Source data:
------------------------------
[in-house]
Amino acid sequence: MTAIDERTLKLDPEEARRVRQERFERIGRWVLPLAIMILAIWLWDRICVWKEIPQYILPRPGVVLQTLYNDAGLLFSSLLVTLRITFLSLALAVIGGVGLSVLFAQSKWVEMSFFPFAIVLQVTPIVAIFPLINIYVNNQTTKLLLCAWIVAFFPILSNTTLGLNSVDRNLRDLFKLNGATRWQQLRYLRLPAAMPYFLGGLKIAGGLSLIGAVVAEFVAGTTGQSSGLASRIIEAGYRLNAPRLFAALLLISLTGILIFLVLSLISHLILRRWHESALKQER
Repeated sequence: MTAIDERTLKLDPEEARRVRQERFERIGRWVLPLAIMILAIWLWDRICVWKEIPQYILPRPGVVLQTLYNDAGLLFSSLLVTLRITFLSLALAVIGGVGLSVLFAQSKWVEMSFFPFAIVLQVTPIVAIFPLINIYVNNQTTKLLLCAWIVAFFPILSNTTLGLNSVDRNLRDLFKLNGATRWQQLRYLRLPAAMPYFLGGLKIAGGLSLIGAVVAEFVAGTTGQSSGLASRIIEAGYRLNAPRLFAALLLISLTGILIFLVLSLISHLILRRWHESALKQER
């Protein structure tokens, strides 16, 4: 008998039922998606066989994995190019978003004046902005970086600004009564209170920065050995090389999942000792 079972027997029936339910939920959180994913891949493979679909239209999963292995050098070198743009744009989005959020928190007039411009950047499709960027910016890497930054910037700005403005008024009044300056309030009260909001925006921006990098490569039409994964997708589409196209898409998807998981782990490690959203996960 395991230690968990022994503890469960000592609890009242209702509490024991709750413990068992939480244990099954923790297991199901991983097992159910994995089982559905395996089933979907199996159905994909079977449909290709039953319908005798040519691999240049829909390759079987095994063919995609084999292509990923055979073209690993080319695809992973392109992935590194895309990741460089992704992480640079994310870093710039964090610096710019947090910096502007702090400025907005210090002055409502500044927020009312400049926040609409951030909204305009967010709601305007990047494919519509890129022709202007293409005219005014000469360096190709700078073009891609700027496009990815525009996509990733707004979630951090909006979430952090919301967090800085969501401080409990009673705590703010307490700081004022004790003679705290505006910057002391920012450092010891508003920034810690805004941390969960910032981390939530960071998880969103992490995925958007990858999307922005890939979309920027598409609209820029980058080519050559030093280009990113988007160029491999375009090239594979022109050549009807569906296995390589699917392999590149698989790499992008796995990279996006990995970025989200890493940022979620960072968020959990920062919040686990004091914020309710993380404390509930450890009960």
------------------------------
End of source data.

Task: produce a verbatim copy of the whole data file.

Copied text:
[in-house]
Amino acid sequence: MTAIDERTLKLDPEEARRVRQERFERIGRWVLPLAIMILAIWLWDRICVWKEIPQYILPRPGVVLQTLYNDAGLLFSSLLVTLRITFLSLALAVIGGVGLSVLFAQSKWVEMSFFPFAIVLQVTPIVAIFPLINIYVNNQTTKLLLCAWIVAFFPILSNTTLGLNSVDRNLRDLFKLNGATRWQQLRYLRLPAAMPYFLGGLKIAGGLSLIGAVVAEFVAGTTGQSSGLASRIIEAGYRLNAPRLFAALLLISLTGILIFLVLSLISHLILRRWHESALKQER
Repeated sequence: MTAIDERTLKLDPEEARRVRQERFERIGRWVLPLAIMILAIWLWDRICVWKEIPQYILPRPGVVLQTLYNDAGLLFSSLLVTLRITFLSLALAVIGGVGLSVLFAQSKWVEMSFFPFAIVLQVTPIVAIFPLINIYVNNQTTKLLLCAWIVAFFPILSNTTLGLNSVDRNLRDLFKLNGATRWQQLRYLRLPAAMPYFLGGLKIAGGLSLIGAVVAEFVAGTTGQSSGLASRIIEAGYRLNAPRLFAALLLISLTGILIFLVLSLISHLILRRWHESALKQER
């Protein structure tokens, strides 16, 4: 008998039922998606066989994995190019978003004046902005970086600004009564209170920065050995090389999942000792 079972027997029936339910939920959180994913891949493979679909239209999963292995050098070198743009744009989005959020928190007039411009950047499709960027910016890497930054910037700005403005008024009044300056309030009260909001925006921006990098490569039409994964997708589409196209898409998807998981782990490690959203996960 395991230690968990022994503890469960000592609890009242209702509490024991709750413990068992939480244990099954923790297991199901991983097992159910994995089982559905395996089933979907199996159905994909079977449909290709039953319908005798040519691999240049829909390759079987095994063919995609084999292509990923055979073209690993080319695809992973392109992935590194895309990741460089992704992480640079994310870093710039964090610096710019947090910096502007702090400025907005210090002055409502500044927020009312400049926040609409951030909204305009967010709601305007990047494919519509890129022709202007293409005219005014000469360096190709700078073009891609700027496009990815525009996509990733707004979630951090909006979430952090919301967090800085969501401080409990009673705590703010307490700081004022004790003679705290505006910057002391920012450092010891508003920034810690805004941390969960910032981390939530960071998880969103992490995925958007990858999307922005890939979309920027598409609209820029980058080519050559030093280009990113988007160029491999375009090239594979022109050549009807569906296995390589699917392999590149698989790499992008796995990279996006990995970025989200890493940022979620960072968020959990920062919040686990004091914020309710993380404390509930450890009960």